Since the mid-nineties, the story about IT has been that the “New Information Economy” would give way to vast gains in productivity and creativity. We’ve been told that if we simply implement ERP, CRM, etc., our marketing efforts would be smarter and more efficient. But after 20+ years that is not exactly the case.
The benefits of massive IT implementation and big data are elusive. We have experienced increased efficiency, but far less than was promised us. We are certainly nowhere near the hyper-targeted, data-fueled industry we were told we would become. Take Amazon, for example. Amazon has had more than thirty years to learn our preferences and fine-tune its recommendation engine. Yet it still recommends products that we have just bought and, hence, no longer need and even suggests items to buy that are already in our shopping carts. We’ve been told that the more data a company amasses, the better it will be at targeting consumers. But is this really the case? Think about the old story of the disruptor, Netflix, and the fallen giant, Blockbuster – wasn’t that really one of supply and demand and a better distribution model? Or did we all really watch Netflix because of suggestions generated by its AI, big data, and machine learning? I’m guessing not. Amazon may be an excellent distribution company, but from any human consumer perspective, its recommendation algorithms are deeply flawed.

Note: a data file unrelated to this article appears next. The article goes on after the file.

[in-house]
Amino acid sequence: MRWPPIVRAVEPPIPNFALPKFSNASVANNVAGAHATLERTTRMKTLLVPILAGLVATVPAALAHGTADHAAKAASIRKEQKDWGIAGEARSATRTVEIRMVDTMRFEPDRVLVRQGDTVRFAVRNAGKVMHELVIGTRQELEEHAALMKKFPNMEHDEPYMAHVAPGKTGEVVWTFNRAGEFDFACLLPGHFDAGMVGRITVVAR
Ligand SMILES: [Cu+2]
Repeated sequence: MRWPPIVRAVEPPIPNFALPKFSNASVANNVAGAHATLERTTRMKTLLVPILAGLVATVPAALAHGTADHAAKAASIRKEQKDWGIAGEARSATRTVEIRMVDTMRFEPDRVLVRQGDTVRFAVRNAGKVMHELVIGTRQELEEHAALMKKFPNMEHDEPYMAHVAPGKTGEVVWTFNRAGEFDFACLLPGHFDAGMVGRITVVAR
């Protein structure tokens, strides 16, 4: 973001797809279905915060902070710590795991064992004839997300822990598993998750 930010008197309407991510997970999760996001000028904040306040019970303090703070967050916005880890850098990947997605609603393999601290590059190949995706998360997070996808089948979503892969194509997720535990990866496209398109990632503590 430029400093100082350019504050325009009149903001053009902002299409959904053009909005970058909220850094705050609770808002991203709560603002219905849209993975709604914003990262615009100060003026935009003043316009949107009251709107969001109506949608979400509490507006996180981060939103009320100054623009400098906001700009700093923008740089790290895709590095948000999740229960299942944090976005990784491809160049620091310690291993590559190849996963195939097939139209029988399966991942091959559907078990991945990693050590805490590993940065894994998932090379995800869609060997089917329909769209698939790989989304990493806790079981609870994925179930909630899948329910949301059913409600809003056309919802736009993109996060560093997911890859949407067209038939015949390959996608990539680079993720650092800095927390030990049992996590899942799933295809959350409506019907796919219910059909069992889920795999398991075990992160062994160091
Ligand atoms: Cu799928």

I can’t help but wonder if this is because big data analytics aren’t generating the insights needed to target consumers any better than what TV advertising and newspapers have always done. Billions of dollars have moved from offline to online advertising, but, in the offices of big advertisers, there is a sinking feeling that the data-fueled Facebook or Google advertising model isn’t going to help them as much as they had hoped.
Part of the marketing model of information technology is that the next big thing is always around the corner. These days, that means deep learning and AI. We’re being told that machine learning is going to revolutionize and disrupt everything as we know it and spur amazing insights that lead to brilliant creative work. You know, just the way big data was meant to just a few years ago. But before this hype-cycle takes off again, maybe it’s time to take a step back and ask ourselves if there’s a better way. What makes these technologies that much different from those of the past? Will they truly stimulate unprecedented insight into what motivates people? Or is this just another round of hype that will distract us from real matters of human importance?